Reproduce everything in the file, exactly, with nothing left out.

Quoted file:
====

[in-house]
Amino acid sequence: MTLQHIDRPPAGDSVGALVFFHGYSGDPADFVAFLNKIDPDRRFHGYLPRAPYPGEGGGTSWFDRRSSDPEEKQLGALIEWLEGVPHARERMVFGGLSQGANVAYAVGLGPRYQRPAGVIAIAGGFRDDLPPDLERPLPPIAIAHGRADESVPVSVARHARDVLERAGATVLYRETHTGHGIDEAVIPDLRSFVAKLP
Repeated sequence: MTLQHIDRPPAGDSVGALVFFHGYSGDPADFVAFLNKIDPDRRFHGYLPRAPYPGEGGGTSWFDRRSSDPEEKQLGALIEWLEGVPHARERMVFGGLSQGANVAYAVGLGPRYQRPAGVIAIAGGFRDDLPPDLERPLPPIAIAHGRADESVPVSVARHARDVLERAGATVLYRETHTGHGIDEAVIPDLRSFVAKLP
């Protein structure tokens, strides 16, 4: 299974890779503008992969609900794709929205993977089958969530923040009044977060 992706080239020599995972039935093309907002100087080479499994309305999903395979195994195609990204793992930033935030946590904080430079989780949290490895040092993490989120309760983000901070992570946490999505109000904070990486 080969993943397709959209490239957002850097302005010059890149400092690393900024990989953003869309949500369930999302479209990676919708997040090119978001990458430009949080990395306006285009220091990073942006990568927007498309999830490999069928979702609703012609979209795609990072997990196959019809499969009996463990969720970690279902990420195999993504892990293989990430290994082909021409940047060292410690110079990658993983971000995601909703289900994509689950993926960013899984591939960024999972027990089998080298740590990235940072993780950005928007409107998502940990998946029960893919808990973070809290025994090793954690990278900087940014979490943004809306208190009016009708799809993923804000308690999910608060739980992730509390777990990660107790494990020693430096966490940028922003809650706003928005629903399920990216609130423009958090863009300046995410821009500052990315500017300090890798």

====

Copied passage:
[in-house]
Amino acid sequence: MTLQHIDRPPAGDSVGALVFFHGYSGDPADFVAFLNKIDPDRRFHGYLPRAPYPGEGGGTSWFDRRSSDPEEKQLGALIEWLEGVPHARERMVFGGLSQGANVAYAVGLGPRYQRPAGVIAIAGGFRDDLPPDLERPLPPIAIAHGRADESVPVSVARHARDVLERAGATVLYRETHTGHGIDEAVIPDLRSFVAKLP
Repeated sequence: MTLQHIDRPPAGDSVGALVFFHGYSGDPADFVAFLNKIDPDRRFHGYLPRAPYPGEGGGTSWFDRRSSDPEEKQLGALIEWLEGVPHARERMVFGGLSQGANVAYAVGLGPRYQRPAGVIAIAGGFRDDLPPDLERPLPPIAIAHGRADESVPVSVARHARDVLERAGATVLYRETHTGHGIDEAVIPDLRSFVAKLP
């Protein structure tokens, strides 16, 4: 299974890779503008992969609900794709929205993977089958969530923040009044977060 992706080239020599995972039935093309907002100087080479499994309305999903395979195994195609990204793992930033935030946590904080430079989780949290490895040092993490989120309760983000901070992570946490999505109000904070990486 080969993943397709959209490239957002850097302005010059890149400092690393900024990989953003869309949500369930999302479209990676919708997040090119978001990458430009949080990395306006285009220091990073942006990568927007498309999830490999069928979702609703012609979209795609990072997990196959019809499969009996463990969720970690279902990420195999993504892990293989990430290994082909021409940047060292410690110079990658993983971000995601909703289900994509689950993926960013899984591939960024999972027990089998080298740590990235940072993780950005928007409107998502940990998946029960893919808990973070809290025994090793954690990278900087940014979490943004809306208190009016009708799809993923804000308690999910608060739980992730509390777990990660107790494990020693430096966490940028922003809650706003928005629903399920990216609130423009958090863009300046995410821009500052990315500017300090890798």